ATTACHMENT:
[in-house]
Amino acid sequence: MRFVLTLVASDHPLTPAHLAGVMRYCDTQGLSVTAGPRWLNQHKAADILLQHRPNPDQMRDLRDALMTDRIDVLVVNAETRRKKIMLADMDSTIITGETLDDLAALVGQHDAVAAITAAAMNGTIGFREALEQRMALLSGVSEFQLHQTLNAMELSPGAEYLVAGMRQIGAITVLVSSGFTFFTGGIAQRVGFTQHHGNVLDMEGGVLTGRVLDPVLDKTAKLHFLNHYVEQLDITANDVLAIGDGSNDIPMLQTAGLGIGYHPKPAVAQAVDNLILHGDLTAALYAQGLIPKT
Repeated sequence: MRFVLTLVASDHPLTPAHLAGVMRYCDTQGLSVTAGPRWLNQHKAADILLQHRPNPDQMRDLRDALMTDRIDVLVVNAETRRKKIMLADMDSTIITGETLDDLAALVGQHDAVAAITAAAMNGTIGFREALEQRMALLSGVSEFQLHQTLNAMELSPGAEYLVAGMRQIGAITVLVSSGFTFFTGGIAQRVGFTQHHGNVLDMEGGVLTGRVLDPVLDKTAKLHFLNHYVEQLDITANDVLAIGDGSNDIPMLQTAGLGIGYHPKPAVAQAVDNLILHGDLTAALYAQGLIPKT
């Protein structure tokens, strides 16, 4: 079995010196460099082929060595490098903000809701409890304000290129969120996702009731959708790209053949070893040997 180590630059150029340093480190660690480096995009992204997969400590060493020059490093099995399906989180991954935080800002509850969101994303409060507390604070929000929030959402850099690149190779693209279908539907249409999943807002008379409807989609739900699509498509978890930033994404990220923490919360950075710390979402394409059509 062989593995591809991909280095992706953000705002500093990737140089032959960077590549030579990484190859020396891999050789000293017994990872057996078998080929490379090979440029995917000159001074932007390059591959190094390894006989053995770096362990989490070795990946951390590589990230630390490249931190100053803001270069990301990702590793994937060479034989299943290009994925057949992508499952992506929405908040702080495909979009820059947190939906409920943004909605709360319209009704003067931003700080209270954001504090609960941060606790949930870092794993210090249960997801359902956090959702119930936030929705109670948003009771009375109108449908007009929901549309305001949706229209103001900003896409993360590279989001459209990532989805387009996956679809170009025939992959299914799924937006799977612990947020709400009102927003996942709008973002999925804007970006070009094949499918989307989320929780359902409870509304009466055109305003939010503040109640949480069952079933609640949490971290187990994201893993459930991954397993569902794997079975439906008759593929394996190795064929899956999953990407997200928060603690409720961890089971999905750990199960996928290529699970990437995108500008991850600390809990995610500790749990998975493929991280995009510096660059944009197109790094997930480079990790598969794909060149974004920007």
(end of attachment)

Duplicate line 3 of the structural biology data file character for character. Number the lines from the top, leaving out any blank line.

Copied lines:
Repeated sequence: MRFVLTLVASDHPLTPAHLAGVMRYCDTQGLSVTAGPRWLNQHKAADILLQHRPNPDQMRDLRDALMTDRIDVLVVNAETRRKKIMLADMDSTIITGETLDDLAALVGQHDAVAAITAAAMNGTIGFREALEQRMALLSGVSEFQLHQTLNAMELSPGAEYLVAGMRQIGAITVLVSSGFTFFTGGIAQRVGFTQHHGNVLDMEGGVLTGRVLDPVLDKTAKLHFLNHYVEQLDITANDVLAIGDGSNDIPMLQTAGLGIGYHPKPAVAQAVDNLILHGDLTAALYAQGLIPKT